This is just ridiculous to me. There must have been some extenuating circumstance for your Wharton MBA friend that took the $60K offer at Bloomberg. I’d like to know what that is. As a recent MBA graduate myself from one of those schools (maybe Wharton?!), I can say that there probably isn’t anyone that wouldn’t feel a loss of face to take a job like that. Also, seeing as how Bloomberg doesn’t show up on any of Wharton’s recent employment reports, the guy must have done it off the record, i.e. graduated without a job, accepted the role at Bloomberg and didn’t report it to career management.

While it’s not to say that some people graduate without jobs because their recruiting interests are very specialized or are looking for just-in-time hiring opportunities, the situation you’ve described with your friend is highly unusual and not representative of his classmates/peers.

CFA,MBAs,degrees and certificates are just driving licenses issued in controlled environments…it doesn’t mean you can drive at all on the mean streets…even Wharton grads.

I’m going to go out on a limb and guess that you’re a 2011 or 2012 graduate.

Wharton’s MBA class of 2009 (and 2010) got completely PUMMELED in terms of finding jobs; even moreso than the other M7 schools.

For foreign students that graduated Wharton in 2009, the choice often came down to either taking whatever U.S. job they could get their hands on, or getting kicked out of the country (and sent back to India etc) 90 days after graduation.

Wendy, your assessment sounds reasonable and correct. I hadn’t considered the situation that many of the international students face, and even though the climate for buy-side jobs today is still pretty rough, I guess it’s hard to imagine it being as bad as 2009-2010.

I would read this to mean that:

  1. The pay will be at a competitive rate for an undergrad, eg. $65,000

  2. The firm is not interested in hiring an MBA for the position, since any MBA would bolt as soon as a proper-MBA-salary job comes along.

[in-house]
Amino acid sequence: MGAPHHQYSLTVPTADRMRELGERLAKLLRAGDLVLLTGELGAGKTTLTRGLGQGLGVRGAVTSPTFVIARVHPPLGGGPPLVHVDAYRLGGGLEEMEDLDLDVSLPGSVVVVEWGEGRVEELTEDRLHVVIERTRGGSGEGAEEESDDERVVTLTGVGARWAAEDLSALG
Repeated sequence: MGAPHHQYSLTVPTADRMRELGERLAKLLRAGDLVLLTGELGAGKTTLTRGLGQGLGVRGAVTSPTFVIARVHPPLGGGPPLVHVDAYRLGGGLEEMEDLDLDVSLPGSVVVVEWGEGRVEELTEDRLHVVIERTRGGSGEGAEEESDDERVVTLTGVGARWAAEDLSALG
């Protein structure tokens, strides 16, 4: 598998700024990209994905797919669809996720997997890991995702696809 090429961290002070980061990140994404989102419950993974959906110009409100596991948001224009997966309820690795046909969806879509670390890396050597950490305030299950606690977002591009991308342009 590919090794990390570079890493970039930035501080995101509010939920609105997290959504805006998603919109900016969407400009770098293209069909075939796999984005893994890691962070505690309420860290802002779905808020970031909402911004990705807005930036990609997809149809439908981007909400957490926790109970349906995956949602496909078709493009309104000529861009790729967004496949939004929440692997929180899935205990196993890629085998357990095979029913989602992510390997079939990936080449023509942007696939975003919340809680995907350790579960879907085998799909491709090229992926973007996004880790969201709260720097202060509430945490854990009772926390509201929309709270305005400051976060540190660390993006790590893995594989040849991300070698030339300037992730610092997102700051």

I’ve seen plenty of jobs like this and most of them are in private equity. This posting (or the portion iteracom posted anyway) does not give much info, but most of the no-MBA listings I have seen specifically say they are looking for pre-MBA candidates, often with the expectation that they will work for two years before departing to b-school (that is VERY common on the PE side, not so much on the HF side). I wouldn’t necessarily read this as anti-MBA in the grand sense, though it’s weird that the post doesn’t specifically say why. And FWIW, there are far more MBA required jobs in pretty much all areas of finance than MBA not required jobs, let alone anti-MBA jobs. Hedge funds are possibly an exception and are pretty nichey, with large funds usually preferring an MBA and smaller funds usually flexible, with a possible anti-MBA bias at some funds. The fund I work for has an anti-everything bias it seems like, so it really depends on the founder.

I would rather read it as a poorly worded “pre-mba” job.

Finance job market is still pretty bad, althought not as bad as 2009-2010. My friends at wharton/booth/columbia really struggled with finding good finance gigs, especially buyside.

I doubt the hiring manager didn’t go through the job requirements and qualifications before it was posted. HR might have drafted it but the hiring manager usually takes a final look before.